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Cindy Ficorelli

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Genesys conducts new FDA-approved minimally invasive partial knee replacement surgery

Editor's note: Dr. Schreiber and Dr. Sorscher are available for an interview. Two patients who successfully had the procedure also are available for an interview. Photos of Dr. Schreiber conducting the surgery also are available.
(GRAND BLANC, MI) Orthopedic surgeons at Genesys now can offer patients an alternative to a full knee replacement with the FDA approval of the "Oxford knee," the only FDA-approved fully mobile-bearing partial knee system in the country.

Only a handful of orthopedic surgeons in the entire state and about 200 in the US have obtained the necessary training the FDA requires to conduct the minimally invasive technique. Two of these surgeons practice at Genesys and have conducted many procedures - Frederick Schreiber, DO; and Michael Sorscher, MD. A third - Todd Sandrock, DO; recently completed the training.

The new partial knee has shown a 98 percent success rate at 10 years, equaling the results of the most successful total knee replacements, studies have revealed. Unlike total knee replacement that removes all knee joint surfaces, a unicompartmental knee replaces only one side of the knee joint, explains Dr. Schreiber. Knee osteoarthritis usually occurs first in the medial (inside) compartment because this side of the knee bears most of the weight. If the knee is otherwise healthy, a unicompartmental approach allows the outer compartment and all ligaments to remain intact. By retaining all of the undamaged parts of the knee, the joint may bend better and function more naturally, he adds. This new knee system is intended to preserve the healthy knee structures and restore normal knee motion and function.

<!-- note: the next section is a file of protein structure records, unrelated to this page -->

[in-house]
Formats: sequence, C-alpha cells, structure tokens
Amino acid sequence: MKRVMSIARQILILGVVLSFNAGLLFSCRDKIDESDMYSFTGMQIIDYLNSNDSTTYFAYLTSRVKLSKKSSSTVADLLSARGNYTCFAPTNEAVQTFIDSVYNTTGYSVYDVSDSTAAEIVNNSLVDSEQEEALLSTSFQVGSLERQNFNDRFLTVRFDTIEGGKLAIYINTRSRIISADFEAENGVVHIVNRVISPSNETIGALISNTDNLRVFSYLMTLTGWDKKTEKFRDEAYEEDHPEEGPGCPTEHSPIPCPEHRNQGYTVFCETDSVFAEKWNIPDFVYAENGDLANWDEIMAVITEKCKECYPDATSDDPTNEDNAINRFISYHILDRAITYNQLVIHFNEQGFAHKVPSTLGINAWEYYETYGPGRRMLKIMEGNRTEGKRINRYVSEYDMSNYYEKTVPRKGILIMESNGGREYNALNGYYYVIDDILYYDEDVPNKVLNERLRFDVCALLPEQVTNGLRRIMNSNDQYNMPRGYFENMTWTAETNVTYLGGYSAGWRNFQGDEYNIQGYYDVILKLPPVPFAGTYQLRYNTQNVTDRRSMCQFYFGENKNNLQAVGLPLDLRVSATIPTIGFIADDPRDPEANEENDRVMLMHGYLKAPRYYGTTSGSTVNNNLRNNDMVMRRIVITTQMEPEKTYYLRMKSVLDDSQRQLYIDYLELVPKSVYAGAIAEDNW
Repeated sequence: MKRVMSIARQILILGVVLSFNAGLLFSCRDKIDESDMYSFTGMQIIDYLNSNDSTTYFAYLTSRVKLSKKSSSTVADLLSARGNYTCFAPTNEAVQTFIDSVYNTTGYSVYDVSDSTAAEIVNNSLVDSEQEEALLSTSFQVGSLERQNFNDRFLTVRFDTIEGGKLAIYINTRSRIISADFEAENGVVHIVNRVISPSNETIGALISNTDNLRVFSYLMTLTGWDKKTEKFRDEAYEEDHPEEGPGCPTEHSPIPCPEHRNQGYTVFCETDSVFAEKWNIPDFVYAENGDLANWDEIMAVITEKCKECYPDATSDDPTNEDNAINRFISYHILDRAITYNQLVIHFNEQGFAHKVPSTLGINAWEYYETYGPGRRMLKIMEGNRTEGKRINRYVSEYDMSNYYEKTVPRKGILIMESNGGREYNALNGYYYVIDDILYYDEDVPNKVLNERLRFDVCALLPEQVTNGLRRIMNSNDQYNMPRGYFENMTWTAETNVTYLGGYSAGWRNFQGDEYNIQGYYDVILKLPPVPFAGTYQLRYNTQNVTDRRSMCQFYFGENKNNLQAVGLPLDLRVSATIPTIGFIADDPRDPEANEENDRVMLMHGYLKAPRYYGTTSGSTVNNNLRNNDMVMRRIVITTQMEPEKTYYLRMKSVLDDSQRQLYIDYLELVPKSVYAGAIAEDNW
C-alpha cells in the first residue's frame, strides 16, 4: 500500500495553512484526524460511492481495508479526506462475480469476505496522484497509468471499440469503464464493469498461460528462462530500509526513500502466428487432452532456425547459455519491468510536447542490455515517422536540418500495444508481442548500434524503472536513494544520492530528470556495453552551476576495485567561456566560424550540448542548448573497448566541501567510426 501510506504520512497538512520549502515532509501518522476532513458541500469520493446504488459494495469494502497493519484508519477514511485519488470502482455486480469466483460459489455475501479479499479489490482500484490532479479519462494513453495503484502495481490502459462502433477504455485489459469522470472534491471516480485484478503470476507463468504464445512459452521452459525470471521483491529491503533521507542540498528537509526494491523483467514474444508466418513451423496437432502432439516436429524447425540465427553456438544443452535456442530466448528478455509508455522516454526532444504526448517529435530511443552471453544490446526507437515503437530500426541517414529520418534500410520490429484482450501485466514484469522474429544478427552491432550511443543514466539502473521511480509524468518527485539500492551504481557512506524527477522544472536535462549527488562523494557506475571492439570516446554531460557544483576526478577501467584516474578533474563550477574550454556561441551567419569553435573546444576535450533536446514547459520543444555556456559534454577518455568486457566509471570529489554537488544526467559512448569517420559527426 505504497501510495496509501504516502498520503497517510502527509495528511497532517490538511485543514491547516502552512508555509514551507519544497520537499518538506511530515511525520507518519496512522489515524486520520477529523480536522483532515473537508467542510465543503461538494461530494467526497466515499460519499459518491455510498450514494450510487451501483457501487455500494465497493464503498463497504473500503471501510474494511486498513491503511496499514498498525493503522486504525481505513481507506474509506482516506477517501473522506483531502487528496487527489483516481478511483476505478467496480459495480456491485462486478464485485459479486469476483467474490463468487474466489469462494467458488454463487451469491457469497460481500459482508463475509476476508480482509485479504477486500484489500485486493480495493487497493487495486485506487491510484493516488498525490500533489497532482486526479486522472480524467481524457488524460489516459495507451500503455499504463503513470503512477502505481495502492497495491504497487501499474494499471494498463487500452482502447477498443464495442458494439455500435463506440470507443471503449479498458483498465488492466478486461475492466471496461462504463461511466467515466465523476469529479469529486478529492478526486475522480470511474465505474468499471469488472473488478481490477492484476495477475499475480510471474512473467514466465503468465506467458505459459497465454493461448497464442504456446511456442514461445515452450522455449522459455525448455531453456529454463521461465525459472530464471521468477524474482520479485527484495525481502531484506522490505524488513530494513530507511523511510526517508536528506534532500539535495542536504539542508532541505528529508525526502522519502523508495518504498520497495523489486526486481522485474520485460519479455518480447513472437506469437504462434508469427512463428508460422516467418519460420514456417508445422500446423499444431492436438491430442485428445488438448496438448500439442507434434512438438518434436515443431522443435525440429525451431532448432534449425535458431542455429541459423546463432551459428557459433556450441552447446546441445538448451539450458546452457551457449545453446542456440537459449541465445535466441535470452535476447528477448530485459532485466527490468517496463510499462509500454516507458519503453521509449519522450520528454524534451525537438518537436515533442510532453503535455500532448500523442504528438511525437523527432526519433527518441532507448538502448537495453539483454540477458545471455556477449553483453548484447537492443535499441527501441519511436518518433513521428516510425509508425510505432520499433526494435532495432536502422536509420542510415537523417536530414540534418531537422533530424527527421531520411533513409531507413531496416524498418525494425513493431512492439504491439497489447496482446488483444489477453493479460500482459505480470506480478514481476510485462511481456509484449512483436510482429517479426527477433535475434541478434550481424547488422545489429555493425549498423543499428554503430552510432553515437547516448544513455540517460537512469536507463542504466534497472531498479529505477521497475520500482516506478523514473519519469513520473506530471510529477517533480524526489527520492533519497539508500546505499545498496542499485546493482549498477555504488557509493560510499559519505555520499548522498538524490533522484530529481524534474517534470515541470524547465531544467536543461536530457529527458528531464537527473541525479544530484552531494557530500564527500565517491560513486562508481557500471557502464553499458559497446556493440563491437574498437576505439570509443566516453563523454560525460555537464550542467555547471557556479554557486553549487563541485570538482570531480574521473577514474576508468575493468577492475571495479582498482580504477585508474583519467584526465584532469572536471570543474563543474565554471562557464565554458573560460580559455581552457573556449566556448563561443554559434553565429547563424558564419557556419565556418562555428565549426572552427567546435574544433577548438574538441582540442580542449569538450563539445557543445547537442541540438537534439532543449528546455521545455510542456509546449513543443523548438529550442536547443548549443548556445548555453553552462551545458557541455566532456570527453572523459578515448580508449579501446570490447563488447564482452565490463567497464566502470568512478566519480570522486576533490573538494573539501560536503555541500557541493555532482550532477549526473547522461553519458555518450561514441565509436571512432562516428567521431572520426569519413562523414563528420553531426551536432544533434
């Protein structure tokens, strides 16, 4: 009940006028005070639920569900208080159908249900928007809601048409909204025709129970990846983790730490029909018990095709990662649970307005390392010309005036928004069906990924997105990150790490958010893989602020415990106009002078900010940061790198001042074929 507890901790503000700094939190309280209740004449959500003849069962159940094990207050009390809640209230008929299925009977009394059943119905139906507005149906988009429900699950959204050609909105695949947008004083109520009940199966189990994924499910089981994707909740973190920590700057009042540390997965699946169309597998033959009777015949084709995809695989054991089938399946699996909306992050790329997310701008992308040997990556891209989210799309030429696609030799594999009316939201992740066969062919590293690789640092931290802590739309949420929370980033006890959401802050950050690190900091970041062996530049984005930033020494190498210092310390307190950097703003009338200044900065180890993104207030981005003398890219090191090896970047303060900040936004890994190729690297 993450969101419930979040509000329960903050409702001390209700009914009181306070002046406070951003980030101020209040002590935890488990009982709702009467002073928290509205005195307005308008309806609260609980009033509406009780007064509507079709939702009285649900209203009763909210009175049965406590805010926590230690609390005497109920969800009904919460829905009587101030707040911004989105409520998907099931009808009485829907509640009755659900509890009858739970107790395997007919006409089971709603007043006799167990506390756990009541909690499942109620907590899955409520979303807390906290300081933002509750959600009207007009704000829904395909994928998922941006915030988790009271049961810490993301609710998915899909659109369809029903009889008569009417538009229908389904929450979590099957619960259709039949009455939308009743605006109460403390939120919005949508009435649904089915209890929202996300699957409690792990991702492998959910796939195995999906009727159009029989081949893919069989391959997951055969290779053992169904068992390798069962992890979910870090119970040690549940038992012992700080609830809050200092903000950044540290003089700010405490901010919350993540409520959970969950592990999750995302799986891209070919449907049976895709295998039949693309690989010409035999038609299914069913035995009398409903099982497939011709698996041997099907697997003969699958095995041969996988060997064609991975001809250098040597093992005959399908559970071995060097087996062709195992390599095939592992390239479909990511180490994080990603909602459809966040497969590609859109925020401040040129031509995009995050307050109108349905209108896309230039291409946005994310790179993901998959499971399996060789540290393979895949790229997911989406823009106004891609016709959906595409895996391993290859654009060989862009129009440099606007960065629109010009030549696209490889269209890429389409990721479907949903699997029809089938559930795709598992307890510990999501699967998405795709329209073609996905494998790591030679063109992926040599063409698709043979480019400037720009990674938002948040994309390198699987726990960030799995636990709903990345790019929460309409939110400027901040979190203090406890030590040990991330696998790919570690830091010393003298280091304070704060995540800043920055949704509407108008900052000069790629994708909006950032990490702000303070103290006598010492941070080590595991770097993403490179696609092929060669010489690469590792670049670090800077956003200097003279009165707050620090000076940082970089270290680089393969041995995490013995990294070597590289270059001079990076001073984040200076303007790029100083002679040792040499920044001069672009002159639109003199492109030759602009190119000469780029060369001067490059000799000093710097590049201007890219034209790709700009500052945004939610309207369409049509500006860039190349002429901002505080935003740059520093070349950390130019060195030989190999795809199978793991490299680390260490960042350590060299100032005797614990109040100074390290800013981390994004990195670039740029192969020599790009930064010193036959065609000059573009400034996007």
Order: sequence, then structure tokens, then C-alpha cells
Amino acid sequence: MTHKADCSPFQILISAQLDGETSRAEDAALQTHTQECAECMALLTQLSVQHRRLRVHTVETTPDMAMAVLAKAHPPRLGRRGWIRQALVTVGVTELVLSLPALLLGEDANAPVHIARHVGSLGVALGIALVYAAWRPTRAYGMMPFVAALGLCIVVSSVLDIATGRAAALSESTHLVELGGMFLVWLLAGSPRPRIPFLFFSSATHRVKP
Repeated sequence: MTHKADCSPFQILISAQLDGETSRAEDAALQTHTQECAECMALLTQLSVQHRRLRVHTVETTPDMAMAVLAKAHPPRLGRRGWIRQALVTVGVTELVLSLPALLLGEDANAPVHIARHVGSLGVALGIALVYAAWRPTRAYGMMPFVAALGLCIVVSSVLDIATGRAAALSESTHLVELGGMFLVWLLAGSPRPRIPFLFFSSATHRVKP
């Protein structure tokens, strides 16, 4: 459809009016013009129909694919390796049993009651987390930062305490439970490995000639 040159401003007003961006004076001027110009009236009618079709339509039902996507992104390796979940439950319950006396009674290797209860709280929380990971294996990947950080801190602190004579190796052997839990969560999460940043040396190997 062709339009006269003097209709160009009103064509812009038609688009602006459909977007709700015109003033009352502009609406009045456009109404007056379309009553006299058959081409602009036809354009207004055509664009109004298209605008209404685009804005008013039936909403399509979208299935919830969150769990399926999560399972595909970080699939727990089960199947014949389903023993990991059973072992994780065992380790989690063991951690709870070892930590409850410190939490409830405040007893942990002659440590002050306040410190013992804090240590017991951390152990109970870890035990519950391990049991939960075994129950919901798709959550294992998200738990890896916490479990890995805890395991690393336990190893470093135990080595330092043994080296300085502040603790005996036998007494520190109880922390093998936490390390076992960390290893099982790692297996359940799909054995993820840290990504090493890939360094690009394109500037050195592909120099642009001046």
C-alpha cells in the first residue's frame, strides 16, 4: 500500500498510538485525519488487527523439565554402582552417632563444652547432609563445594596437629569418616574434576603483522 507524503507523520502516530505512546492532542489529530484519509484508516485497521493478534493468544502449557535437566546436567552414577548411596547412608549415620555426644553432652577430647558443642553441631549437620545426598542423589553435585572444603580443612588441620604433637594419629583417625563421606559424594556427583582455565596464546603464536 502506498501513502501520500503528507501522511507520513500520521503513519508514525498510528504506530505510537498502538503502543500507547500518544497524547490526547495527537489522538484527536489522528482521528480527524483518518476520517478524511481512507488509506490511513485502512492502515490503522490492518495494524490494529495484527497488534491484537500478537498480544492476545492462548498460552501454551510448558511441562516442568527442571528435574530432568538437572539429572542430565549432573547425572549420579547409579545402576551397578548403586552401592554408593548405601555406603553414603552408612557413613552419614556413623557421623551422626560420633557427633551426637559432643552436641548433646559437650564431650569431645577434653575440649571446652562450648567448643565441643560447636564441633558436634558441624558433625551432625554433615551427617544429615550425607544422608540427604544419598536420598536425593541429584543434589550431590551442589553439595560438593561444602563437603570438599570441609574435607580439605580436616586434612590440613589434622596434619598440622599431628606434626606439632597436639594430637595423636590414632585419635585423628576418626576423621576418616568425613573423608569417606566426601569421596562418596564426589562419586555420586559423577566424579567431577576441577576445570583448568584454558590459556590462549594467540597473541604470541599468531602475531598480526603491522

The new system includes a special artifical bearing not fixed to the tibial component, allowing it to glide freely throughout the knee's range of motion to more closely replicate normal movement. Patients report that the partial knee feels more like their own knee, Dr. Schreiber finds.

Other improved benefits when comparied to traditional full knee replacement surgery include:
  • less tissue removed (only damaged cartilage is removed)
  • faster recovery
  • shorter hospital stay
  • less invasive
  • small incision
  • less pain
  • return to daily activities sooner (usually four to six weeks after surgery)

Traditional knee replacement usually involves resurfacing the damaged cartilage at the end of the thighbone, the top of the shinbone and sometimes the back of the kneecap.

For more information on this new procedure, call Genesys at (810) 606-6270.


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